Oral HPV Cancer
The month of April is Oral Cancer Awareness Month. Even reading the word cancer can cause anxiety for many people, but some basic knowledge about prevention and early detection can greatly reduce your risk of developing oral cancer. While there are many different causes of oral cancer, the Human Papilloma Virus (HPV) is a major cause that is readily preventable.
According to the American Dental Association (ADA), HPV is the most common sexually transmitted disease in the United States with 14 million cases being diagnosed each year. There are over 40 different types (strains) of this virus, and it can affect many parts of the body, including the mouth. Most cases of oral HPV are cleared by the body’s immune system within one to two years, but some individuals can develop chronic infection which most commonly leads to oral warts, but can also progress to oral cancer in some patients over time. Oral HPV account for 9,000 cases of oral cancer every year, and is thought to be the underlying cause of 70% of oral cancers seen in the United States, according to the Centers for Disease Control (CDC).
When oral HPV does cause cancer, it is usually is found in the back of the throat, making it challenging to see on your own. Patients may report having a combination of the following symptoms: a sore throat that does not go away, hoarseness of voice, pain with swallowing, white or red patches, or unintentional weight loss. If you are experiencing any of these symptoms, you should see your dentist right away. If your dentist suspects you may have oral cancer, they will refer you to a specialist who will confirm the diagnosis with a biopsy and then discuss further treatment options.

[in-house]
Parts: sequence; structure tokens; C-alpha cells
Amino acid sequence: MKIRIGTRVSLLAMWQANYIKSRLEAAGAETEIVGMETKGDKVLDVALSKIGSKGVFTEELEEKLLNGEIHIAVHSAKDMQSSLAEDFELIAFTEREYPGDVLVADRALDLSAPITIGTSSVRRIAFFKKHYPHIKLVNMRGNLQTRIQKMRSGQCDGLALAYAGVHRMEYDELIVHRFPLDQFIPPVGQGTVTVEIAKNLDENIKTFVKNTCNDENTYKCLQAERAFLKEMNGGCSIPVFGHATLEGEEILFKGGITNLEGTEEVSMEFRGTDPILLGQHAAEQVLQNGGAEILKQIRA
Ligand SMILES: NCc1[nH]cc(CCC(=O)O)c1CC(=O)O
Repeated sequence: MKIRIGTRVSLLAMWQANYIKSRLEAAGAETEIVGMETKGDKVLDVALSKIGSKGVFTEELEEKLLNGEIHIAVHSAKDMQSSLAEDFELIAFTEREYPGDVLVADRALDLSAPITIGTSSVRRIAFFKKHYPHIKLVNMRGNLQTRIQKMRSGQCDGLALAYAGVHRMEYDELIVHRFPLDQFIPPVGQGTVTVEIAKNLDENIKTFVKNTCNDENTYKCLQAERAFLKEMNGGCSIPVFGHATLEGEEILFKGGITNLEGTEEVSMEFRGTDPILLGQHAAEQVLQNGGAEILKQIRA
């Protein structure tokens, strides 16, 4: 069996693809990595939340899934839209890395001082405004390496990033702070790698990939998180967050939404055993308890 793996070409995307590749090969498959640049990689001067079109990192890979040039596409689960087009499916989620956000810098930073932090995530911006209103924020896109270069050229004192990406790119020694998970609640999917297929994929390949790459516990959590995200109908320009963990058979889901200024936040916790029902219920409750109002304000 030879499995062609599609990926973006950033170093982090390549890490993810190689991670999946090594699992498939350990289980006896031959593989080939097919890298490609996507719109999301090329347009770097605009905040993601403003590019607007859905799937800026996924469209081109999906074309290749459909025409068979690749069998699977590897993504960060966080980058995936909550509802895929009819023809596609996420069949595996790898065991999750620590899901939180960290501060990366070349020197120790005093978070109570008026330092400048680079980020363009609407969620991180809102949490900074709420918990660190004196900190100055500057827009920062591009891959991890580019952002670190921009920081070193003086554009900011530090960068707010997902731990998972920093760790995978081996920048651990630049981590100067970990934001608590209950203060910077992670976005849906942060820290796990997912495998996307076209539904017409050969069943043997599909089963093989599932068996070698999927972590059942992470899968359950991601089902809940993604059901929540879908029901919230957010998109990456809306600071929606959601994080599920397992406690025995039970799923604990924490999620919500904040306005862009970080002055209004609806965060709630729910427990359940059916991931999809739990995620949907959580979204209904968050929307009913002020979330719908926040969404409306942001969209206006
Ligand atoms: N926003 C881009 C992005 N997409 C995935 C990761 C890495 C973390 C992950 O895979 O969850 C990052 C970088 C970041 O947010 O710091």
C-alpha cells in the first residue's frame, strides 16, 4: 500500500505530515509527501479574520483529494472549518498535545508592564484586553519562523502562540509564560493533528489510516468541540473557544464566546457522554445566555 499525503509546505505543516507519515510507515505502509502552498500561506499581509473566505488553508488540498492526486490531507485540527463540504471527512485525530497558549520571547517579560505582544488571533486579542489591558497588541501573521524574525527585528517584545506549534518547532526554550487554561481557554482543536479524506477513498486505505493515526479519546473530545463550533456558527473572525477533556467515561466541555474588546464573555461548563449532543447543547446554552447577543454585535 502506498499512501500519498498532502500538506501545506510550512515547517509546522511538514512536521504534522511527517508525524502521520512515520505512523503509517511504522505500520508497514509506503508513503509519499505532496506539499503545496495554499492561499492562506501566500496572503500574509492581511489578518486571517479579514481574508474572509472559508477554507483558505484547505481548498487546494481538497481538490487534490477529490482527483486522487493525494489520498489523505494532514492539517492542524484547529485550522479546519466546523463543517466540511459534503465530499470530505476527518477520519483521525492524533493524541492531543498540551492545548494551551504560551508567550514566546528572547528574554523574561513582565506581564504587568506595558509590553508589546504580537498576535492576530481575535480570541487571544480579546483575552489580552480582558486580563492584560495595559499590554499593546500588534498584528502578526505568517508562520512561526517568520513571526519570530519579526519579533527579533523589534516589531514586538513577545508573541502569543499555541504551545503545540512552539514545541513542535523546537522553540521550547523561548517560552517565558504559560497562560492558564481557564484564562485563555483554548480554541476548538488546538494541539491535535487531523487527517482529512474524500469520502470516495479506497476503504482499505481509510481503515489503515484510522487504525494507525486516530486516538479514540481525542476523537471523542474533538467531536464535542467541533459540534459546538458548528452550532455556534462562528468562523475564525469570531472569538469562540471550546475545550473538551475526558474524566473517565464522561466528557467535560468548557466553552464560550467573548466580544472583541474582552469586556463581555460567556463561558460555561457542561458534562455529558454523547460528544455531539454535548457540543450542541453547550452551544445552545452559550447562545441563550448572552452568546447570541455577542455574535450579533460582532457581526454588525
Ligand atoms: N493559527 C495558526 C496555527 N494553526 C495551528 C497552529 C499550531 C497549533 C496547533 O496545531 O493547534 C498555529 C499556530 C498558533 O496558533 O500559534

While no disease is completely preventible, there are many steps you can take to reduce the risk of acquiring oral HPV. One of the simplest and most effective measures is the HPV vaccine. The CDC recommends that all boys and girls receive two doses of the HPV vaccine between ages 11 and 12. While no vaccine is perfect, the HPV vaccine is thought to be over 80% effective at preventing oral HPV infection. You can talk to your child’s physician or pediatrician for more information about the HPV vaccine and how to get vaccinated.
Unfortunately, vaccination does not treat HPV infections that are already present and cannot treat oral cancer that has already developed because of an HPV infection. Your health care providers at Spring Lake Dental Group perform routine oral cancer screenings at hygiene appointments, but if you notice anything unusual please speak up and let your provider know!
You can read more about oral HPV and additional steps you can take to protect you and your family from the ADA and the CDC at the links below: https://www.mouthhealthy.org/en/az-topics/h/hpv-and-oral-cancer and https://www.cdc.gov/cancer/hpv/basic_info/hpv_oropharyngeal.htm.
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